This 23 I am working on is running the over sized valves (intake and exhaust) with stock NH carb (this carb came off another T with no running issues)and intake. I checked for vacuum leaks, none found.
The compression is around 48 with the engine just warmed up and .020 OS pistons. The intake ports have been opened some.
For the condition and compression it's just doggie! I can't get the idle down to where it runs where it should, it has a lope to it and runs ruff somewhat at all speeds. The coils have been checked on a HCCT and are within where they should be. Newday timer in good shape with new brush. It is in proper time.
The bands are correctly adjusted, I removed the brake band because of pedal issues with Bennett pedal used for the RM brakes. I can't find a sweet spot for running speeds with the spray needle. The valves are adjusted to 12 and 14.
While the cam does not look great, I am thinking with the larger ports and valves the engine just isn't getting enough fuel/air to run correctly with the original intake/carb. The exhaust pipe and new muffler are clear, no mouse nest.
Mark, Before Bruce McCalley passed away, I asked him his opinion of using oversized valves in an otherwise stock engine. His answer was, definitely. Terry
Get a Stipe .280 cam. It doesn't matter how big the valves are if the cam doesn't open them.
I built one of the top performing stock head T motors on the dyno at the 2011 MTFCI International Tour. I balanced everything, polished the ports, used 351W exhaust valves, a Stipe .280 cam with a stock head that was milled .100". It was running a Simmons carb, essentially the same an an NH.
If I recall correctly, the cars that beat it had A cranks, overheads, Z heads or some combination thereof. It out performed many cars with Z heads.
Running on battery or magneto?
Magneto but on battery runs a little worse.
Sounds like cam
Manifold leak perhaps? You might recheck your tappet clearance.
the only way to tell without guessing is to use a exhaust gas analyzer to check the fuel/air ratio. This will help isolate a fuel mixture problem. Also use a vacuum gauge to be sure you have enough vacuum and that it's stable at idle. Triple check you timing! You may need to find a shop with a dyno, they usually have a oxygen sensor that can be slide into the exhaust pipe to give you the mixture readings.One last thought, are you sure your cam is in proper time? Low vacuum could be an indicator of this or valve clearances being set to big. Good Luck!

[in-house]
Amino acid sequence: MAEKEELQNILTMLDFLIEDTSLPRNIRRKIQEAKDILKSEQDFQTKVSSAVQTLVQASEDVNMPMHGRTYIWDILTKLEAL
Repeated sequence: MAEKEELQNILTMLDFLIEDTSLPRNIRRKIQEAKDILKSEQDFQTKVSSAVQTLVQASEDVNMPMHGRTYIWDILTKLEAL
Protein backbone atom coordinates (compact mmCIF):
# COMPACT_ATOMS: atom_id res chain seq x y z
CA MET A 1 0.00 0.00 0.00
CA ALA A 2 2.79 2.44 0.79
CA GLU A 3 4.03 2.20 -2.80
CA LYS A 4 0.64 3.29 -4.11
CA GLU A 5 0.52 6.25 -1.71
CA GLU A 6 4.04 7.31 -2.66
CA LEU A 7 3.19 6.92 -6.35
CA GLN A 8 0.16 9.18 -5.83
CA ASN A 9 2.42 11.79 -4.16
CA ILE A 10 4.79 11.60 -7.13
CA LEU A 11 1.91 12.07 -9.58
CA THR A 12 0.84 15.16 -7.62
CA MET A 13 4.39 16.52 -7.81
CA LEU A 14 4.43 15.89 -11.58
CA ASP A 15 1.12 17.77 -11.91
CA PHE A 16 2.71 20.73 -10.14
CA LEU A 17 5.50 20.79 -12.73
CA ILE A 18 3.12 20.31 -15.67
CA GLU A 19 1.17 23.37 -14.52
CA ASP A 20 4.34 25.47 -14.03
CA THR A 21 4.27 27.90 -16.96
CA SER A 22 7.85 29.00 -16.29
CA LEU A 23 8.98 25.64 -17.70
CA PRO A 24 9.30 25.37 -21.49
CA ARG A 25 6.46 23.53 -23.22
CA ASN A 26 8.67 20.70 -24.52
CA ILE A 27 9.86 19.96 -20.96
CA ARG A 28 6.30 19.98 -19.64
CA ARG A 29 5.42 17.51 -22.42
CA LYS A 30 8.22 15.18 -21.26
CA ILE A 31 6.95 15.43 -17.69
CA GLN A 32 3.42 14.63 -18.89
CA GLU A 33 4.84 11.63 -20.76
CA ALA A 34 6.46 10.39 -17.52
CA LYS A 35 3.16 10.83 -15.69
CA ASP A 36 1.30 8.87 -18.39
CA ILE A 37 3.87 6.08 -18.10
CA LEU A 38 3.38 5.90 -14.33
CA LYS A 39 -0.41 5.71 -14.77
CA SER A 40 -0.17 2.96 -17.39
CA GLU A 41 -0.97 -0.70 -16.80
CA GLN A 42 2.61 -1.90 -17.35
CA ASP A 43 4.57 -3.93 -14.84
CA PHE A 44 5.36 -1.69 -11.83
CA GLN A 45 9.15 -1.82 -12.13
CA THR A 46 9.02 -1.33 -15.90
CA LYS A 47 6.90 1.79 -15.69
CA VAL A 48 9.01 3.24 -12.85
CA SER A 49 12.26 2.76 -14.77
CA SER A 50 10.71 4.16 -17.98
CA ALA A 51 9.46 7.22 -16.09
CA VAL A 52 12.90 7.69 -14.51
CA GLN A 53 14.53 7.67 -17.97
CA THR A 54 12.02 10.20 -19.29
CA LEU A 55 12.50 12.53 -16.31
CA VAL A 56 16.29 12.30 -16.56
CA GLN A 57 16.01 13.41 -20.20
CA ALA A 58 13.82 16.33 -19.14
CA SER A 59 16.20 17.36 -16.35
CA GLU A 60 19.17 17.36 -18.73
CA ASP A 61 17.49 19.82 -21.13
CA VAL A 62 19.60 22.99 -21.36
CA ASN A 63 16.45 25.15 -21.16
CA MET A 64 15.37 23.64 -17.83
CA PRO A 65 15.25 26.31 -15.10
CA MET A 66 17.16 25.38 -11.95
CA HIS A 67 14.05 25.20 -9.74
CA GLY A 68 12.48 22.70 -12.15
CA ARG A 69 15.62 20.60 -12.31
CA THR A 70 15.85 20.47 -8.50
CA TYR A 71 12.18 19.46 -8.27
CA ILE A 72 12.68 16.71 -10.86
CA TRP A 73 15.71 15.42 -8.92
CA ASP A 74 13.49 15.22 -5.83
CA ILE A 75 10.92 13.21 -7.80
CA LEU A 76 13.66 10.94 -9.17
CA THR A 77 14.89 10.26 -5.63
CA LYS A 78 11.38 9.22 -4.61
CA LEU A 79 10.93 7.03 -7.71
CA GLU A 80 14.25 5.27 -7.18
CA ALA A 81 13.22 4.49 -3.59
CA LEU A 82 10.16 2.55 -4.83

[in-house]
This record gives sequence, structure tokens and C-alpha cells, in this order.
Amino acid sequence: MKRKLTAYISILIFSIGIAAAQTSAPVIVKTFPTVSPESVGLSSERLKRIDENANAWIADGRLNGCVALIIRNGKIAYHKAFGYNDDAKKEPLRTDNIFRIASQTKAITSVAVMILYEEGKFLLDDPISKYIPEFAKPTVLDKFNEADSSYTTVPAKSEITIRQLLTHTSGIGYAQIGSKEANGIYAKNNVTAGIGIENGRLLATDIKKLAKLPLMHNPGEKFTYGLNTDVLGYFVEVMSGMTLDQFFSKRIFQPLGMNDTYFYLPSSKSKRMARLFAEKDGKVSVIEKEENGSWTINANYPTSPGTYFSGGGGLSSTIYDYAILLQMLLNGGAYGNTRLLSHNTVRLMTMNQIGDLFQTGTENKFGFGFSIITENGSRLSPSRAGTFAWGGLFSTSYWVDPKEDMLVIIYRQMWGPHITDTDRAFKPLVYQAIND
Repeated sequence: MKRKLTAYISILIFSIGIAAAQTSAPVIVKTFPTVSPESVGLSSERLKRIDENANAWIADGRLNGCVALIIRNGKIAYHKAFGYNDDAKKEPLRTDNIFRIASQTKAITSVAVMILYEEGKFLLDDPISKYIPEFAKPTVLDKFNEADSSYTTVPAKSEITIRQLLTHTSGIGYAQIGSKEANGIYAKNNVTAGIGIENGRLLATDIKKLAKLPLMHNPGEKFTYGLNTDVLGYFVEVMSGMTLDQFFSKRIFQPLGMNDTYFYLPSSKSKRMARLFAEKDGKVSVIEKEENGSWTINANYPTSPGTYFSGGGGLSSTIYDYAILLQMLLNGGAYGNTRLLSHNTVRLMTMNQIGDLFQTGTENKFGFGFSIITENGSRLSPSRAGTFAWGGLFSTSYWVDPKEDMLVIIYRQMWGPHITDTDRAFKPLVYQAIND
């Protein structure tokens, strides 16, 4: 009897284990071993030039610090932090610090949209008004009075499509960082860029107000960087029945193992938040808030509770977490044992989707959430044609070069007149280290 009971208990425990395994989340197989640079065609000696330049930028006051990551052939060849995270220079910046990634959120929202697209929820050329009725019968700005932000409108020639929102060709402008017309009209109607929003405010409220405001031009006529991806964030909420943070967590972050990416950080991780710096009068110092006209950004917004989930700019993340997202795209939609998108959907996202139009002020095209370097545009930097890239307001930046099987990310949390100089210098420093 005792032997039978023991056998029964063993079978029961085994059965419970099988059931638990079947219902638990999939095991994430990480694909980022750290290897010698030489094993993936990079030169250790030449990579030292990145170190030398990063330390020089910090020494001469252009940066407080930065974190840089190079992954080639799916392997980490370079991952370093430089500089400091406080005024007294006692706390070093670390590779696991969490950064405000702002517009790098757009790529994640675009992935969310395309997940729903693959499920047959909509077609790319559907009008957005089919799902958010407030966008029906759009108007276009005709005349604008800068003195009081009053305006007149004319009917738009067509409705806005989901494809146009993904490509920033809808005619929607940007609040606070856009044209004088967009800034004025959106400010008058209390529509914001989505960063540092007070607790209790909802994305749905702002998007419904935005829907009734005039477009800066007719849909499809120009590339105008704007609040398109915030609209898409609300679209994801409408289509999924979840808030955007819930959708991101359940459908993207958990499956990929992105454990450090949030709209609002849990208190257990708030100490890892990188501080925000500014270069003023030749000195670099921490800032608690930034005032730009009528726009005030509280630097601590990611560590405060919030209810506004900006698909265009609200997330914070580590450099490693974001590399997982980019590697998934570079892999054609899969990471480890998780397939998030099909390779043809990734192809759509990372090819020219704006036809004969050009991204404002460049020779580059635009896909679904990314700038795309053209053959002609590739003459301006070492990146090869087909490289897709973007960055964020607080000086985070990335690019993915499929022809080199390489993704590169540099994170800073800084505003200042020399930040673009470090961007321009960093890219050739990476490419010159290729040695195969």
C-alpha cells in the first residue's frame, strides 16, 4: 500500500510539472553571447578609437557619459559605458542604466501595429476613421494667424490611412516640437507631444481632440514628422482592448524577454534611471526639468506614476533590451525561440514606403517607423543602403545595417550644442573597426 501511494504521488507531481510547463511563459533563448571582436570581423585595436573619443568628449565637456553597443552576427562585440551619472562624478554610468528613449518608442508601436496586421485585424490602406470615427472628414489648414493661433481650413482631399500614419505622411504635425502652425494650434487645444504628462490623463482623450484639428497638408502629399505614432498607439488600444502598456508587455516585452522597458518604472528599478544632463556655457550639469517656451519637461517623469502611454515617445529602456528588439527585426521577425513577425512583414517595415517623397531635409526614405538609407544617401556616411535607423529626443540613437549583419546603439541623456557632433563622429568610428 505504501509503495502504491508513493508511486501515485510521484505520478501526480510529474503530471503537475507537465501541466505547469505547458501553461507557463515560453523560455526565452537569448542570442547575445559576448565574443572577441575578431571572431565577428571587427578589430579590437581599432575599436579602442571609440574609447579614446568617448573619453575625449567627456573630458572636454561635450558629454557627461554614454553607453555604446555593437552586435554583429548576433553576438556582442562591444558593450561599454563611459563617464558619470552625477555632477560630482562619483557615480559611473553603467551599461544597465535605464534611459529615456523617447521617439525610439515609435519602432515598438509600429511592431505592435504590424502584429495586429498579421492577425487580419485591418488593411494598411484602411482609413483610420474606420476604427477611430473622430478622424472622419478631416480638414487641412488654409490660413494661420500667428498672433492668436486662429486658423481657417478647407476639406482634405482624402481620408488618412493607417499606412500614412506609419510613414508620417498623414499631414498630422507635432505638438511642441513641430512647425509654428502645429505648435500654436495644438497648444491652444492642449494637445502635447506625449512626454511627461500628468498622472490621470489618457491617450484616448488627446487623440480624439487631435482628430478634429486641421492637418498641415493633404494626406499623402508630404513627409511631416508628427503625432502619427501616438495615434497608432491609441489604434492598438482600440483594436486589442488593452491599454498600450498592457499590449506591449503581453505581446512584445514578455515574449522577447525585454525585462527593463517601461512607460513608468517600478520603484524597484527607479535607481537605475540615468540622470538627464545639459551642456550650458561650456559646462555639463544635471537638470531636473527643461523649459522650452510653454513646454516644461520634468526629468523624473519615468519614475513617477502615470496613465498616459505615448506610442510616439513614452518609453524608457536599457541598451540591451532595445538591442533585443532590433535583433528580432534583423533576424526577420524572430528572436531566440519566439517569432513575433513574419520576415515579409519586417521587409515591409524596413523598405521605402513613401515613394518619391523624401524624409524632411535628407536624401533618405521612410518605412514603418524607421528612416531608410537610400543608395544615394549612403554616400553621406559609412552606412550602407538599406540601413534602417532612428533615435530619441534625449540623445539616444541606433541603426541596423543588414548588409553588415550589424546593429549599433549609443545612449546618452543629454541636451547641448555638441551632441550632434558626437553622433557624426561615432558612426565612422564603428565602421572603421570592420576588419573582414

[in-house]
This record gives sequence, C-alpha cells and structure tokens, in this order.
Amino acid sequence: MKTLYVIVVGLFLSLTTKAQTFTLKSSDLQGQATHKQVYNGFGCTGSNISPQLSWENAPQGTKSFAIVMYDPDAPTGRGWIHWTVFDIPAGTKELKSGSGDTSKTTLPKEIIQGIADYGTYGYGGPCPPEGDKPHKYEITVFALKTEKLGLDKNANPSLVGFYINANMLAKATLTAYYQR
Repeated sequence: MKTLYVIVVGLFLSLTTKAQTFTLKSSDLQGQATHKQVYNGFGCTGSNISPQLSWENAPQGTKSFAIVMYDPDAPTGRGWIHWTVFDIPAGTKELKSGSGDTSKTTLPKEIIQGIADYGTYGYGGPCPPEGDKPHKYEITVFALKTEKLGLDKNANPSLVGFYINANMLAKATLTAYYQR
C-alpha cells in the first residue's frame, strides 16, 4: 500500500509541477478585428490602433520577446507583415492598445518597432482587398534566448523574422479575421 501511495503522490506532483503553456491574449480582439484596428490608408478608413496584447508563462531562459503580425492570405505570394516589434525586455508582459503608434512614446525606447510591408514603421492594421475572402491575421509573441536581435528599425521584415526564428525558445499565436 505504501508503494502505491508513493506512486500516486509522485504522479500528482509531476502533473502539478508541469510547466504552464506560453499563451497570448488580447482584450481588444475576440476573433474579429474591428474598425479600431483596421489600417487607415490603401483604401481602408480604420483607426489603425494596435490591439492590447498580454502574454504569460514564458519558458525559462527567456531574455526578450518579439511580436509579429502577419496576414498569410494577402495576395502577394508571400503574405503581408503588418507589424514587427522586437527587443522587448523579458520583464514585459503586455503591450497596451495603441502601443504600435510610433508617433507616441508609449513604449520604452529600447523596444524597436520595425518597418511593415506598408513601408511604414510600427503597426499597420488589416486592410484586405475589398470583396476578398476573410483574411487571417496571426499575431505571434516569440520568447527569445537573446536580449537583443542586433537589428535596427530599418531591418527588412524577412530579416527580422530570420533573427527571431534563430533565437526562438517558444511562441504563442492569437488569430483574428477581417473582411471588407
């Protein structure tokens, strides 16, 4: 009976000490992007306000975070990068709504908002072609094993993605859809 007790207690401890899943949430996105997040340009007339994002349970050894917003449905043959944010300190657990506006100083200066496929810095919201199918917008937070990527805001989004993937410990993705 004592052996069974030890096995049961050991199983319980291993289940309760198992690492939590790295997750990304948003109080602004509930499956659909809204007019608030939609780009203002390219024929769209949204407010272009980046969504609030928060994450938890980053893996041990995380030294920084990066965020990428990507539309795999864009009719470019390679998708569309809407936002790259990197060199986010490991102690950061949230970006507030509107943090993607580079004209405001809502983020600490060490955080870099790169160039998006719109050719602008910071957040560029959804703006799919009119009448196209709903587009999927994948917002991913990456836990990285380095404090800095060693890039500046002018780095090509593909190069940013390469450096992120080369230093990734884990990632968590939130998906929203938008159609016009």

Low compression and idle lope seem to indicate the cam is no good or installed a tooth off maybe. The valve clearance seems too tight, that may be the issue. I would re - check cam installation and then reset the valve clearance to be sure the valves are closing all the way.
Were the valves lapped in properly? What about piston ring gap? Something is causing abnormally low compression. The size of the valves would not affect that.
This is an old rebuild so don't know what gaps are on rings without tear down. Replaced the cam gear so know it's timed right. I just set the gaps on valves as needed. Took up rods. Skirt clearance is over .003. While I also think 48 ish is a bit low, don't think that I should be getting these issues. Did not grind the valves because the compression was about the same across all 4 cylinders. I also thought maybe one of the valves had too small of gap but they all were ok except a couple of intakes were more then what I would have liked so reset the gap as indicated above in my first post.
(not an update, above is where I am at now)It is running better then I first got the car to figure this all out but not out of the woods yet. I had to get it buttoned up for customer to take to car show (trailer).
RE vacuum gauge check, good idea. Never had need to try that but there is a first.
Mark, When you changed the cam gear did you center the timing gear cover to the camshaft?
Normally I do but because of the cork neoprene gaskets (think VERY squished!!!) used in the rest of the engine and not wanting to rely on just RTV I got it real close as in it almost just wanted to slip in but not quite.
This running issue has been with this car as long as the guy has had it. With the Newday the small amount it is off really should not affect the running. I had pulled the cover to check to see if it had been off one tooth, it hadn't but needed to replace the fiber gear as it was getting loose on the pins.
Had one with same problems, the cure replaced the weak valve springs
RE springs, with the over sized and new style keepers the springs are under more compression then normal T. It's a thought.
"Sounds like cam"
When you change to modern springs the tension is way more that stock Ford springs and can wipe out the lobes. Maybe you can check the lift of the valve? Scott
Sounds like a vacuum leak.
You might try checking the valves using the piston position method. I've seen timing gears stamped wrong from the factory.
Ditto on the timing gears stamped wrong. I pulled my hair out trying to get my engine to run after rebuilding it. I finally checked piston position relative to valve opening and discovered the new aluminum cam gear was marked one tooth off.